As New York Governor Anthony Cuomo fast-tracks his arbitrary wage increase targeting the state’s fast food industry, scarce attention has been given to the actual language in the proposal. Cuomo, of course, hastily created the Fast Food Wage Board soon after an error-ridden op-ed appeared in the New York Times. The non-legislative board held its first meeting last week as it determines an "adequate" wage for fast food workers in the Empire State. Acting Labor Commissioner Mario Musolino, who is overseeing the three-member kangaroo court, set forth a definition to guide its efforts. Musolino has said that “fast food chains” refers to “limited service restaurants, where customers order at the counter and pay in advance, which are large chains with multiple locations nationally.”
Anyone who has spent time interning in a legislative office might suspect that Musolino’s definition of a fast food chain is overly broad and capriciously vague—and they’d be right. Put aside the traditional fast food brands and consider for a moment how many restaurants require upfront payment at a counter and deliver food or drinks to customers afterwards. The result is that New York’s venti wage increase just got a double-shot of ubiquitous government overreach. As for Musolino’s reference to multiple locations, Merriam-Webster tells us that multiple means more than one. And what exactly does it mean to be a restaurant of “limited service”? We can assume it is meant to refer to counter service versus table service. If employees serve food to customers seated at tables, the business may be exempt from the wage increase. If customers order and receive food from a counter or drive-thru window, the business is henceforth a fast food restaurant. So does a restaurant with a bar or a diner – essentially a counter – count? What about restaurants where customers pay at the counter but a server delivers the food to a table? Is it limited service if the business offers cheeseburgers but no fries, just chips? No Coke – Pepsi?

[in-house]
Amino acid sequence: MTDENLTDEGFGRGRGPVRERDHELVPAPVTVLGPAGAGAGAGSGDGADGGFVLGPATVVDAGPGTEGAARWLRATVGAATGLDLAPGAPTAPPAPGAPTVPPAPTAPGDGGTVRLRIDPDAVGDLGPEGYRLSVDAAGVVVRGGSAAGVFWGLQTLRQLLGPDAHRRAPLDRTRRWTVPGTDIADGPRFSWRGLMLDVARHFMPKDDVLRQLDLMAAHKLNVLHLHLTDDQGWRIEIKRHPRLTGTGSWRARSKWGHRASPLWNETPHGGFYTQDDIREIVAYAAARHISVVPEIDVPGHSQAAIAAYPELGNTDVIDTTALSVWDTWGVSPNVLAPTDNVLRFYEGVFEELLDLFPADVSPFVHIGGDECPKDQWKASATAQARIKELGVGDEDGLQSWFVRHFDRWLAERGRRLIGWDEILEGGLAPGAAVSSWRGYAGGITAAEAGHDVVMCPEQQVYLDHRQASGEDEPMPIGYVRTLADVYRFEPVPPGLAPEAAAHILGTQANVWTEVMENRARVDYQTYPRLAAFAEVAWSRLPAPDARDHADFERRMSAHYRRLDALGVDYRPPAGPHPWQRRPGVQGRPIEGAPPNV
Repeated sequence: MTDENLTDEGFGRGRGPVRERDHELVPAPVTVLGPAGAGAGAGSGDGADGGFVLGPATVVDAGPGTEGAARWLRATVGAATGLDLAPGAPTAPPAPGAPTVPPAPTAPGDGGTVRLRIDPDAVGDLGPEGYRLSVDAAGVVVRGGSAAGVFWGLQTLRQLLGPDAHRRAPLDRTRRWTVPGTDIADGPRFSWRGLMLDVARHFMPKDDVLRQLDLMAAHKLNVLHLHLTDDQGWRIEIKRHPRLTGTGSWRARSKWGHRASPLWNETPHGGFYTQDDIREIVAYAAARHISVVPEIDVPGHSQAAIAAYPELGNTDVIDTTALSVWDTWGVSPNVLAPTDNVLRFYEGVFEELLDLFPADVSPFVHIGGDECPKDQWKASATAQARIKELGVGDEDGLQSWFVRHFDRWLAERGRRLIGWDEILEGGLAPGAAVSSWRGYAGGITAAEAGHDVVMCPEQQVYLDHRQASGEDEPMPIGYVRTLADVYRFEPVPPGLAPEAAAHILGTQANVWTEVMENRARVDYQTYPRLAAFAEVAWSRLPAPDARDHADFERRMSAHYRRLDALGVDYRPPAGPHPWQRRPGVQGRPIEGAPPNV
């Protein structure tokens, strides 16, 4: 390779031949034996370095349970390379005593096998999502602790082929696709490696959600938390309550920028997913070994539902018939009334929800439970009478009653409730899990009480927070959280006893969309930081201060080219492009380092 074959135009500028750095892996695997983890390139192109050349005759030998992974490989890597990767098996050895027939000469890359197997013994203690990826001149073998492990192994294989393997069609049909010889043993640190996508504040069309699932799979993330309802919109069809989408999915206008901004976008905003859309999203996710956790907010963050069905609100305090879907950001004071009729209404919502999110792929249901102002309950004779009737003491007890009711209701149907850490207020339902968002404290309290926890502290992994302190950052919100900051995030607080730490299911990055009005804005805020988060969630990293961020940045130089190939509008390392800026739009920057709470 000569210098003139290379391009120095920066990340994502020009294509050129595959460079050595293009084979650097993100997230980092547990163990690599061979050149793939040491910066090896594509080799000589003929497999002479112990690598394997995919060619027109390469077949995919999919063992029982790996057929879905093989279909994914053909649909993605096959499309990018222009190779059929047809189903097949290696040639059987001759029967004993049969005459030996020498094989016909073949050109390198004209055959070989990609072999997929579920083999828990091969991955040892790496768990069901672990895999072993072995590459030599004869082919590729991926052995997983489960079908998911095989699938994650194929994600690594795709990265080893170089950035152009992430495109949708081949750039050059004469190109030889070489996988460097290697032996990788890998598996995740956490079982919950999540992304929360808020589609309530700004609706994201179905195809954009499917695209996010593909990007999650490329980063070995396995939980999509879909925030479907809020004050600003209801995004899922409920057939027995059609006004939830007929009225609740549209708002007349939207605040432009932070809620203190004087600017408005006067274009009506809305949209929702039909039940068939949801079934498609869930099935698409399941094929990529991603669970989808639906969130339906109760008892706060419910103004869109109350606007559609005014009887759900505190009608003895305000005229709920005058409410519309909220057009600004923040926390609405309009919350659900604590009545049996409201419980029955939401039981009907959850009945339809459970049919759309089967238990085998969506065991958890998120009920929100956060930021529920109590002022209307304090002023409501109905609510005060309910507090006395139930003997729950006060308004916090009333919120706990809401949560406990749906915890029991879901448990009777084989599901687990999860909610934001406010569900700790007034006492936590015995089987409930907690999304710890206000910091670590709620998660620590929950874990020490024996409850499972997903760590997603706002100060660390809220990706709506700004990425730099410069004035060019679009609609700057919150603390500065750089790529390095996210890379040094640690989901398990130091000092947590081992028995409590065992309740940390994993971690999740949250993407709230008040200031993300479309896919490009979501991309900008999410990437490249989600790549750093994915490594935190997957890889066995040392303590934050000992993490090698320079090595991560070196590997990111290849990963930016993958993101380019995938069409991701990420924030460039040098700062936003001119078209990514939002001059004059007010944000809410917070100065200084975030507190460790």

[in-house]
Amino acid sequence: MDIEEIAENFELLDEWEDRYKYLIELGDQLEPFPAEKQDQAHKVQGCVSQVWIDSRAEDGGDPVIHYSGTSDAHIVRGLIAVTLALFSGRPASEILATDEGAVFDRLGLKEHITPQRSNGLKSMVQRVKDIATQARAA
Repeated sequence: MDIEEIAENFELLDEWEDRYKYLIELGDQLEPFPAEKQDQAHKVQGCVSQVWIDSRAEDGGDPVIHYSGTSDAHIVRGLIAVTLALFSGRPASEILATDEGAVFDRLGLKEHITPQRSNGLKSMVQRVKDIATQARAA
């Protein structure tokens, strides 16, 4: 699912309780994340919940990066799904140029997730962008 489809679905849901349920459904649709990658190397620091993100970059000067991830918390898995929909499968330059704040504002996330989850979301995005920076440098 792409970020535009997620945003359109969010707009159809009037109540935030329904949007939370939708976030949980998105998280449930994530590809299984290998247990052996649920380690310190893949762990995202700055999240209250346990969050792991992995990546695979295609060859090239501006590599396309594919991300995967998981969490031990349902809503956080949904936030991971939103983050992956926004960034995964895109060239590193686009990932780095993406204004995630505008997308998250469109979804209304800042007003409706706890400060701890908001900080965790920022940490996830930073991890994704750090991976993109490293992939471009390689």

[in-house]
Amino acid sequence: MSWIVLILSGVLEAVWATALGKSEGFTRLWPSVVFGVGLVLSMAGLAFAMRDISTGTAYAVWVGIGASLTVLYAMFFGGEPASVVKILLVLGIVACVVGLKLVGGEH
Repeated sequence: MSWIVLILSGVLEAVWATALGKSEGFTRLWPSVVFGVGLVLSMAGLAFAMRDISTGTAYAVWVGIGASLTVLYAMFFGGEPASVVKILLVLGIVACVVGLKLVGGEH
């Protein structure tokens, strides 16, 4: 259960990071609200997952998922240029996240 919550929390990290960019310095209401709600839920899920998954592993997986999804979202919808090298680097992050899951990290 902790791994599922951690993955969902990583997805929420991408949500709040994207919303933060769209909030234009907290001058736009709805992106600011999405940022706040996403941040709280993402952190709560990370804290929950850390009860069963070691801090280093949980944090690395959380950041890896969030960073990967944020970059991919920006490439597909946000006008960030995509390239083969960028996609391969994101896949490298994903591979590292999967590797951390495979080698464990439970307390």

This semantic exercise is moot, of course, because New York’s Fast Food Wage Board wasn’t created to craft sound policy. Instead, the panel was created and purposed with targeting the very same companies at the center of the campaign being led by the Service Employees International Union (SEIU). The SEIU has spent nearly $50 million on its arbitrary “Fight for 15” movement in an attempt to organize large numbers of fast food employees while eroding the industry’s franchise model. McDonald’s has taken the brunt of the SEIU’s assault, with worker centers such as “Good Jobs Now” and “Fight for 15” serving as the face of the campaigns, but other brands are just as susceptible.
In fact, the campaign against McDonald’s is just a means to the end for the SEIU. Like the UFCW’s decades-long battle against Walmart, labor leaders will simply go after the biggest non-union target – whoever that may be – in order to gain leverage over the rest of the industry. So while the New York wage board has McDonald’s in its crosshairs, the net has been cast wide enough to impact countless other brands and companies, even those small businesses that have made the critical mistake of opening a second location.
Rest assured that no one in the Cuomo administration or at SEIU headquarters is losing sleep over the wage panel’s vague definition of a fast food chain. The SEIU relies on ambiguity as the bedrock of its campaigns. It conducts polls and funds “studies” that would fail a freshman statistics class. It lobs unsubstantiated claims at union targets without hesitation. And it funds “worker-led” grassroots campaigns that are neither worker-led nor grassroots. Using smoke and mirrors to create an illness, union leaders then diagnose themselves as the only cure.
Granted, the New York wage panel will supposedly further “flesh out” the definition of a fast food chain, but don’t assume the language will get any more specific than is desired by the SEIU. The union, which holds a seat on the three-person panel, will push for the broadest possible definition that suits its purposes. If the wage board decides that it wants to avoid vague language and be as accurate as possible in drafting the new mandate, then undoubtedly the best possible approach is to draft the definition so that a wage increase would only apply to those employers being targeted by the SEIU.
Ashley Pratte is a senior adviser to Worker Center Watch